8.  Jobs that suddenly disappear due to budget freezes, executives going on vacation and/or a million other things that have nothing to do with the job

9.  Inappropriate aptitude testing not applicable to the position

10. Extremely long wait times in between interview stages

11. Ageism/sexism/etc (ex: most people look at me and assume that I’m going to take off and have a baby as soon as I get hired)

12  Salary inequality due to the previous bullet

13. “Purple cow” job descriptions which do not match the salary offered

14.  Salary low balling in general

15.  The everyday emotional roller coaster that wrecks havoc on your self-esteem

 

Why don’t they reply? What is going on in there? What can I do instead?

 

 To avoid these frustrations, put online applications where they belong, in the bottom 20% of your time on job search.  

Instead, join us for Free Open Office Hours Wednesdays at 11:30 am PST or Fridays at 8:30 am PST.

Which is better? Using a recruiter or applying online?

How to Fail at Job Search

updated 4/18/17

Winter Holiday Networking

The Holidays are coming quickly.

Holiday parties

Even if you are hip deep in a job search you will probably take time off for the big meals and parties that come every year at this time.

How can you “leverage” those events for your job search?

A couple of DON’Ts:
Don’t take your generic resume with you to the events.
Don’t spam the people there with your 30 second “elevator speech”.
Don’t expect anyone to hire you at the event.

Do plan what you will say when someone you don’t know well asks you what you do. It is perhaps the most common question. Practice something like: “I help (this kind of company) do/make/discover/(whatever your key action verb is) (whatever your key noun is/drugs/medical devices/etc.). What do you do?”

Focus on the other person and if it seems that they really might know someone in your niche, be sure to get their contact information for later. But mostly find out if the two of you have something in common, even if it is just your host.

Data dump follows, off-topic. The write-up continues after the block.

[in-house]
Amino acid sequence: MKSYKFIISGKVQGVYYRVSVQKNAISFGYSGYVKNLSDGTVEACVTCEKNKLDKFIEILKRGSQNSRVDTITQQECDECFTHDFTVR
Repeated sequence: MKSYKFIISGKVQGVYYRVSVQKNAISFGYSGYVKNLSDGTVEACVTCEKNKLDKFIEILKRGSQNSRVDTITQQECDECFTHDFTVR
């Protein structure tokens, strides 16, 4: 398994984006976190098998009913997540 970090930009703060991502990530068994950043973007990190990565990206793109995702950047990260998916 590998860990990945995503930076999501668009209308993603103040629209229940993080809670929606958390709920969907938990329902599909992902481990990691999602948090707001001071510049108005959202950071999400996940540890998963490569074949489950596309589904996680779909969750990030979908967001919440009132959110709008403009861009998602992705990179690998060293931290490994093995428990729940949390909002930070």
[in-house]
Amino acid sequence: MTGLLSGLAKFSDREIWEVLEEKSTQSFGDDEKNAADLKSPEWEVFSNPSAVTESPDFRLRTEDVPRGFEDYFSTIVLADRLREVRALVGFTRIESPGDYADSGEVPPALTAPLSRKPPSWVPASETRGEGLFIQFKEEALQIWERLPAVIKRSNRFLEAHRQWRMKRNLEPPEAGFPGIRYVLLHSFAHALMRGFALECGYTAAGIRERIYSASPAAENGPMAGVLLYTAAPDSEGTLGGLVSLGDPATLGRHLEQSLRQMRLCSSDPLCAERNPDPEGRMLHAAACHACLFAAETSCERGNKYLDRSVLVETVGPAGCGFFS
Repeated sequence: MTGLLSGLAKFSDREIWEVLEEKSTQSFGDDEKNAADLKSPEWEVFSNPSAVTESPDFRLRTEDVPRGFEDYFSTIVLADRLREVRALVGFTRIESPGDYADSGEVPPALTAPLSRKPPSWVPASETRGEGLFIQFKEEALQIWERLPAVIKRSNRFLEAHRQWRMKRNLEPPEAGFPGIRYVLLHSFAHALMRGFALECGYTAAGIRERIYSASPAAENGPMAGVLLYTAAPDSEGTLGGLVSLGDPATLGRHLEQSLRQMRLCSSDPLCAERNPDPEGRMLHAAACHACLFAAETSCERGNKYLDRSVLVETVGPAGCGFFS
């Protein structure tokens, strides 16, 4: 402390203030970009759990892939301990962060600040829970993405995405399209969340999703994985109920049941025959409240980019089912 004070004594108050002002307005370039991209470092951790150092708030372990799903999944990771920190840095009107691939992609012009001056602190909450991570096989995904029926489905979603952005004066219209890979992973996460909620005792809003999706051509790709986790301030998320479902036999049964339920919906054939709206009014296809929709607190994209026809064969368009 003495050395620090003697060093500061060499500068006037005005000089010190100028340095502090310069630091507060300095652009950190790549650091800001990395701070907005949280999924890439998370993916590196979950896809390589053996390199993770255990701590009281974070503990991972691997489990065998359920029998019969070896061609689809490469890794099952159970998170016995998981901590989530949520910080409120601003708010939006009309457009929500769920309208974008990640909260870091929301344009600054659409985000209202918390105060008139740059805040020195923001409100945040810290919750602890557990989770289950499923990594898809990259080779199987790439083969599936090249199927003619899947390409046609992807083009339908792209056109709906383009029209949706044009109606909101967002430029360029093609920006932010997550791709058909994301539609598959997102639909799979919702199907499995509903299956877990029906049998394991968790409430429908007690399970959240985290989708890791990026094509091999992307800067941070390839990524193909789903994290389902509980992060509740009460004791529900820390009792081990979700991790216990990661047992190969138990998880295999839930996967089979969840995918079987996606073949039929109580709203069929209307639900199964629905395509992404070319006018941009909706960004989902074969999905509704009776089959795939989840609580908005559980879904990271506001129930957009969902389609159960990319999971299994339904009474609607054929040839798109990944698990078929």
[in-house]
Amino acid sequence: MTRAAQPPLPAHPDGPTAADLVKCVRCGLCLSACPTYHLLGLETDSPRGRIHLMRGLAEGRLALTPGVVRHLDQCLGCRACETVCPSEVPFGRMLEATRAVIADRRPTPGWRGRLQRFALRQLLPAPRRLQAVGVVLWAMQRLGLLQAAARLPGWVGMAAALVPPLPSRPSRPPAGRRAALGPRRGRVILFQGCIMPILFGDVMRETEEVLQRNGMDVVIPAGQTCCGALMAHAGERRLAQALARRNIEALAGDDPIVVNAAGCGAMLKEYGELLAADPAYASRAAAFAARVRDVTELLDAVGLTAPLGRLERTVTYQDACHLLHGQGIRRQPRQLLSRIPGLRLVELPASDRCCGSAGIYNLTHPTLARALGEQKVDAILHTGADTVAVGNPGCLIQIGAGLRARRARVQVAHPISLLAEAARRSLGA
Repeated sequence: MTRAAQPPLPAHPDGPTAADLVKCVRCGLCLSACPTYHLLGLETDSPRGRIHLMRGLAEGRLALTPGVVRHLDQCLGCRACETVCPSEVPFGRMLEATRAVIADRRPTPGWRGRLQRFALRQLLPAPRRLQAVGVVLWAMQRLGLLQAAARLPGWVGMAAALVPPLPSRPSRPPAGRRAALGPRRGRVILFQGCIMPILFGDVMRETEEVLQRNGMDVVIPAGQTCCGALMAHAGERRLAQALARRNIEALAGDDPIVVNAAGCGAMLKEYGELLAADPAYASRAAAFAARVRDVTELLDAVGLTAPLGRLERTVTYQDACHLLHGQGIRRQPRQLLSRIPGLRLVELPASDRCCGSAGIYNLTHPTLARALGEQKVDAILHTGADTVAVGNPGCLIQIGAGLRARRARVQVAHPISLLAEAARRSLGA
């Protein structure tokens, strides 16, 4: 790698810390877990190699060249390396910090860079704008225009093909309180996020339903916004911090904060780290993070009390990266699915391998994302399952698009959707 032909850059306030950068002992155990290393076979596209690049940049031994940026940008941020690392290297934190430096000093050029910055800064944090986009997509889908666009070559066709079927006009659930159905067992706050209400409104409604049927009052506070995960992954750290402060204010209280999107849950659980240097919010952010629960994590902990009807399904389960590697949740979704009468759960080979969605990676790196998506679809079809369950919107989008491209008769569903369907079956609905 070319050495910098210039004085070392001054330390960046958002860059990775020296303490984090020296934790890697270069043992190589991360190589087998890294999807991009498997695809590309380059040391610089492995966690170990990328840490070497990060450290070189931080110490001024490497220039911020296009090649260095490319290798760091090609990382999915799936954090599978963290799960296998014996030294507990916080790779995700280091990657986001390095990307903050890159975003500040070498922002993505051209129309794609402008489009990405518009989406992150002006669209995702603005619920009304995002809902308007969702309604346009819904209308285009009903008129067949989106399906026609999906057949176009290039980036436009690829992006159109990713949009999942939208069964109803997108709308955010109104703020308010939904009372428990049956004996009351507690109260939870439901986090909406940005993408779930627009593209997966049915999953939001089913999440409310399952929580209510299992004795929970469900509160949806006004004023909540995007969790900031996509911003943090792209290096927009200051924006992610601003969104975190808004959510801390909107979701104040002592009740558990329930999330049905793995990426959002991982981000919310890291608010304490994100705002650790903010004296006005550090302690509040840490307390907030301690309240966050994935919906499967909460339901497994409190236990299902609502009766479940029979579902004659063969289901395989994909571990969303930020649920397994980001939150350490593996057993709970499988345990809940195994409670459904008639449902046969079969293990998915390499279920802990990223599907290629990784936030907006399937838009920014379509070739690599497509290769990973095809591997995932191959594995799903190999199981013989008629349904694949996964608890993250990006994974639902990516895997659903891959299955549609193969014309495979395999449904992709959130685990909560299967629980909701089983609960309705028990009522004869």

For your relatives and close friends, stress that you have a plan and are working it. You can ask them if they know anyone who works at up to three of your preferred companies if you don’t have a connection there. Don’t expect them to really understand what you do and watch out for the eyes glazing over and stop if they do!!

If you are at a holiday business party for an organization you belong to, see that paragraph above. If you are at your current company’s holiday party and if you are careful, you can ask if they know people at certain companies.

Don’t try to do in-depth networking at a party.

Do talk to the person who is not talking with anyone else, be kind!

Have a wonderful time!

Want to talk about your search? For a short complimentary job search strategy call, book here

Do you make these 3 mistakes in your job search?

mistakes in job search

sitting on the couch, alone, looking for a job

Without a plan it is possible to make way too many mistakes in your job search!

Mistake 1:

Do you work like a dog on creating the “perfect” resume, formatting, spell-checked, every job you have ever had? How many hours do you sweat over it?

What to do instead:

Fill out your LinkedIn Profile completely – add files, docs, slideshows, links where ever reasonable.  Use your industry’s keywords and write in first person.  Be yourself – you want a job that fits you, not that generic person described in a generic resume.  Use parts of this Profile on all of your online properties: G+, Twitter, Facebook, etc.  Be sure that there is a way for people you don’t already know or are not already connected with you can reach you.